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11.2: Agents of Metamorphism

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    All rocks beneath the surface of the earth experience an increase in pressure due to the weight of the overlying sediment and rock layers and with increasing depth, there is a corresponding increase in pressure. This increased pressure does not necessarily cause a rock to become metamorphic, because this particular pressure is typically equal in all directions and is known as lithostatic pressure. Lithostatic pressure is similar to hydrostatic pressure, such as the pressure on the eardrums a swimmer will experience as he or she dives deep in the water. Lithostatic pressure on rocks below the earth’s surface may have a change in overall rock volume, but will not cause a change in the shape. An example of decreasing volume due to lithostatic pressure would be a closer packing of clasts and reduction of pore space within a clastic sedimentary rock. But what if the pressure on a rock is unequal, and the rocks become squeezed in one direction more than another direction? This is known as differential pressure, and it can result in a significant change in the appearance of a rock. Figure 11.1 demonstrates how a mineral can change shape due to differential pressure, in this case with the greatest pressures from the top and bottom (as demonstrated by the large gray arrows). Two initially rounded mineral grains (Figure 11.1A) within a sedimentary rock are experiencing the greatest amount of pressure at the contact between the grains (see red arrows in the figure), and the bonds linking the atoms in this grain will break. The atoms will migrate into the area of lesser pressure and reform a bond with other atoms in the mineral grain (Figure 11.1B). As a result, the grains have a flattened shape that is perpendicular to the direction of greatest pressure (Figure 11.1C).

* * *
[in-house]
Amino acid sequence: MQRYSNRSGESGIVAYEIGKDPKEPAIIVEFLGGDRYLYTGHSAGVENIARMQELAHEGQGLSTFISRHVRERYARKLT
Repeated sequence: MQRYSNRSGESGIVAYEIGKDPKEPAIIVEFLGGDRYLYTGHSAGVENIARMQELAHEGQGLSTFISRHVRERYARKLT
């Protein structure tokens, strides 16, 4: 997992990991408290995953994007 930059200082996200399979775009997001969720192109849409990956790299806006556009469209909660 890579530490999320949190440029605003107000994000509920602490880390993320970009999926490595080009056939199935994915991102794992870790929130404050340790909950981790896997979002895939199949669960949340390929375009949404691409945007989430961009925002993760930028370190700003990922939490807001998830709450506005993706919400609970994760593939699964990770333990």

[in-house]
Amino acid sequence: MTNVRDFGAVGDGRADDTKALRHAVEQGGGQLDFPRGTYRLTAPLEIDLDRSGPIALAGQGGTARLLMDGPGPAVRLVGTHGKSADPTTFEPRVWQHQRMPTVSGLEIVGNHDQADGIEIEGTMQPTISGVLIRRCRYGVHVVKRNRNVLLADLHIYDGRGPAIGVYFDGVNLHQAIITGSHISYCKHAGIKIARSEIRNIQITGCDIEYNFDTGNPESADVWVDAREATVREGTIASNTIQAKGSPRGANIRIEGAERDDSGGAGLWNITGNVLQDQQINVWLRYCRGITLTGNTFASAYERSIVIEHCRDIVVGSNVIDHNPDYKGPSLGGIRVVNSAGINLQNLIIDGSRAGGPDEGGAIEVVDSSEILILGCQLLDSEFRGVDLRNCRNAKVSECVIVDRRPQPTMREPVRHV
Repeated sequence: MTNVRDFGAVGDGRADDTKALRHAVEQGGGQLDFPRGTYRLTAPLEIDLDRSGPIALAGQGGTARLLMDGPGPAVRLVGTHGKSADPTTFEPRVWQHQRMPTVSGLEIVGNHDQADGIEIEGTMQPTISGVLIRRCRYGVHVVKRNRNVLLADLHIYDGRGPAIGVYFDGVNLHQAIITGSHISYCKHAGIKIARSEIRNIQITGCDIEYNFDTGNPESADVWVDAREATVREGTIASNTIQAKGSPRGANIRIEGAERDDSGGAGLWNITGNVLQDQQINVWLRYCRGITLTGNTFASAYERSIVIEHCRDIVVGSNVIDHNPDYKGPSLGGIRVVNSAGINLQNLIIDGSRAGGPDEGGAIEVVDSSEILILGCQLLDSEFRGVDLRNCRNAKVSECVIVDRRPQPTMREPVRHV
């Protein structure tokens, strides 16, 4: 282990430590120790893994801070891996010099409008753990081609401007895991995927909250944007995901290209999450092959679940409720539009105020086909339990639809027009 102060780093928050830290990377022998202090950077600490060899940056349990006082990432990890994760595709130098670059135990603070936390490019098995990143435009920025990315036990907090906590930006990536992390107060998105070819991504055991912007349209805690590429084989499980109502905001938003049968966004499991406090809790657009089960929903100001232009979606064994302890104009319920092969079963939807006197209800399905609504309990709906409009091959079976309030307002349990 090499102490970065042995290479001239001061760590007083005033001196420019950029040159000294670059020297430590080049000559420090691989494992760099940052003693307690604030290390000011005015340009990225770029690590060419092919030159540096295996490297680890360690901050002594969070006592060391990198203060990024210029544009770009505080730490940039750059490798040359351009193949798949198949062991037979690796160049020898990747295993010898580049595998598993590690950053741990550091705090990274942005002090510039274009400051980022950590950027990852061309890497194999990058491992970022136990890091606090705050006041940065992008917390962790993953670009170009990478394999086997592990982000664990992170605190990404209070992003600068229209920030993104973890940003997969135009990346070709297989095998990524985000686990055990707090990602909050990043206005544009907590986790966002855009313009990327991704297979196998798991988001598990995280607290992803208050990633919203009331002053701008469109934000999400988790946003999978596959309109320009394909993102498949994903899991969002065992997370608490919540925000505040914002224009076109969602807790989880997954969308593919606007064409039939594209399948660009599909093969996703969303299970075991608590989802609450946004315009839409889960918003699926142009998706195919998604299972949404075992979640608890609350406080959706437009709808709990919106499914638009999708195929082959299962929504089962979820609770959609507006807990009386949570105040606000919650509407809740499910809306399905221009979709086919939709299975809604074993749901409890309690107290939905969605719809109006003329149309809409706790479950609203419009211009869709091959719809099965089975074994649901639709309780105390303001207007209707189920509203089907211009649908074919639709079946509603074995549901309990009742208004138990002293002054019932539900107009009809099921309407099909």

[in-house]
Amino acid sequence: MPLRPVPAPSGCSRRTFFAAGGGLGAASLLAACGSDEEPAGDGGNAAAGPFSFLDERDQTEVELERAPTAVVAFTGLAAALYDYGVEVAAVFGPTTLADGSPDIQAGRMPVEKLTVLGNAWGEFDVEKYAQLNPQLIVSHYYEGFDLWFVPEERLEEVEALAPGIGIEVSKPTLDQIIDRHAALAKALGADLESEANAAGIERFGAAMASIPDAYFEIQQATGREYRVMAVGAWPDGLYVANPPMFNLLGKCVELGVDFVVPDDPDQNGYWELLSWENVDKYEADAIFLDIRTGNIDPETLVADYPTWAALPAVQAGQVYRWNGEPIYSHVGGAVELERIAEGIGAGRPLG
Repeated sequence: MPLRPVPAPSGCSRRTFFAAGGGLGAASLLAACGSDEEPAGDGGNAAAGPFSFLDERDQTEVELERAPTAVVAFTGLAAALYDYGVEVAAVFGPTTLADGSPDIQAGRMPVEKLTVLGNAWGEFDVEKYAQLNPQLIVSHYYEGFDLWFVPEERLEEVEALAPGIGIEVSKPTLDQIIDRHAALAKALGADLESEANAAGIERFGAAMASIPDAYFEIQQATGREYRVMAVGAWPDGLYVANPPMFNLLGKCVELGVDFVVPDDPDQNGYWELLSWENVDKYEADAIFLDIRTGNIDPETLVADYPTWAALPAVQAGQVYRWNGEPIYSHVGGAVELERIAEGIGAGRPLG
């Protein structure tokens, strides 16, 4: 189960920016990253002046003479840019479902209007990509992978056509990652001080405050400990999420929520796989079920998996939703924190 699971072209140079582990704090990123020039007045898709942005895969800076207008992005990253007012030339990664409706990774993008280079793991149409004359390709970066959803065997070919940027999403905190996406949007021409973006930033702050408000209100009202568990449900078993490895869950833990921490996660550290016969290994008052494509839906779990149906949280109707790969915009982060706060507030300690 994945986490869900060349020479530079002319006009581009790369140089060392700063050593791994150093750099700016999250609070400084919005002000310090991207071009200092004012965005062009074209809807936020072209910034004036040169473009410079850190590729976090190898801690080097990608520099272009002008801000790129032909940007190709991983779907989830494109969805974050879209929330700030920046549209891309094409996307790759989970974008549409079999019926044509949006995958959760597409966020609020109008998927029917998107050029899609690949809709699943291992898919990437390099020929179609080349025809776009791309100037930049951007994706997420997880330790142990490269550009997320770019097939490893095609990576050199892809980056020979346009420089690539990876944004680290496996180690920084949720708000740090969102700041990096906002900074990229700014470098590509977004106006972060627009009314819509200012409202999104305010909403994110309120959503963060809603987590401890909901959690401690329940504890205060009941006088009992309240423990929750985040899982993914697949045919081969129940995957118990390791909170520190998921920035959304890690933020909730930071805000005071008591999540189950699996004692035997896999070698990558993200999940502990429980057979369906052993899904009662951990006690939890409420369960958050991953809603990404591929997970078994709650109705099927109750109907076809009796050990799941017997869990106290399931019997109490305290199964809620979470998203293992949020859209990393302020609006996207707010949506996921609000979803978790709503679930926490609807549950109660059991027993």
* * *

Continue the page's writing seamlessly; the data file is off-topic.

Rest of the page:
Figure 11.1 only shows the deformation of two grains; imagine that this is happening to all of the grains in the sedimentary rock, or to all of the phenocrysts (crystals) in an igneous rock. In that case, you will end up with the entire rock having minerals aligned in a certain direction, all by the breaking of bonds between atoms in a mineral, and reforming (recrystallizing) in the lower pressure areas among the grains or crystals in the rock. The end result is a rock with a metamorphic pattern called a foliation. Metamorphic foliations are the patterns seen in a rock that has experienced differential pressure; these foliations may be fairly flat or have a wavy appearance possibly due to more than one direction of greatest pressure. Some rocks may also develop what is called a lineation, which can be formed by an elongation of minerals that form a linear feature through the rock. To understand the difference between a foliation and a lineation, let us use some food analogies: a stack of pancakes demonstrates a foliation in your breakfast food, with each pancake layer representing flattened minerals. If you look at the top of the pancakes, you will not see a pattern, but if you view the stack of pancakes from the side, or cut through the stack with your knife in any orientation other than parallel to the pancake layers, you will see the layering or foliation. However, if within that pancake stack, there existed a slice of bacon (yum), the bacon would be the lineation in your breakfast “rock”, and you may or may not see it when you cut through the pancake stack. We will discuss foliations, and the different types of foliations, in a later section of this chapter.